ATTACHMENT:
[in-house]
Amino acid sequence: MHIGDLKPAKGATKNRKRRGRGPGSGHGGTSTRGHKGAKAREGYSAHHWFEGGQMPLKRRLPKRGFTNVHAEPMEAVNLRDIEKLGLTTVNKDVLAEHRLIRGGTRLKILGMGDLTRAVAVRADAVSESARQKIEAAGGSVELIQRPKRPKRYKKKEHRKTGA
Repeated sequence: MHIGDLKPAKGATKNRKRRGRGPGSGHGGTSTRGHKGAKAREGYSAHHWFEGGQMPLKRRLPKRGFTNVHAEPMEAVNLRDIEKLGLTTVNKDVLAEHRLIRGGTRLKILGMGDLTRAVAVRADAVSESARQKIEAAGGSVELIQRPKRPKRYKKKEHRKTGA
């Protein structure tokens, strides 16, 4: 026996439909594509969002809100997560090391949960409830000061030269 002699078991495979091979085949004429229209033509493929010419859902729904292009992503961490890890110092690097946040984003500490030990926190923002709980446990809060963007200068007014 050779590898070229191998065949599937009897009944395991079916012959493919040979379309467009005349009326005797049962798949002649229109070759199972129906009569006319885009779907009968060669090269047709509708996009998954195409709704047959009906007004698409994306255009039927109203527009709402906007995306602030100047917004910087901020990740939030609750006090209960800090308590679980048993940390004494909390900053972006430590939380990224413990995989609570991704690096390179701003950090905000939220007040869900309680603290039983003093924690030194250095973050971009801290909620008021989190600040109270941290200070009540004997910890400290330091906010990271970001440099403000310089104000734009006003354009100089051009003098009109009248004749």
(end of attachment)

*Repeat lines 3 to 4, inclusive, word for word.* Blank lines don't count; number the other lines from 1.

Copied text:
Repeated sequence: MHIGDLKPAKGATKNRKRRGRGPGSGHGGTSTRGHKGAKAREGYSAHHWFEGGQMPLKRRLPKRGFTNVHAEPMEAVNLRDIEKLGLTTVNKDVLAEHRLIRGGTRLKILGMGDLTRAVAVRADAVSESARQKIEAAGGSVELIQRPKRPKRYKKKEHRKTGA
């Protein structure tokens, strides 16, 4: 026996439909594509969002809100997560090391949960409830000061030269 002699078991495979091979085949004429229209033509493929010419859902729904292009992503961490890890110092690097946040984003500490030990926190923002709980446990809060963007200068007014 050779590898070229191998065949599937009897009944395991079916012959493919040979379309467009005349009326005797049962798949002649229109070759199972129906009569006319885009779907009968060669090269047709509708996009998954195409709704047959009906007004698409994306255009039927109203527009709402906007995306602030100047917004910087901020990740939030609750006090209960800090308590679980048993940390004494909390900053972006430590939380990224413990995989609570991704690096390179701003950090905000939220007040869900309680603290039983003093924690030194250095973050971009801290909620008021989190600040109270941290200070009540004997910890400290330091906010990271970001440099403000310089104000734009006003354009100089051009003098009109009248004749």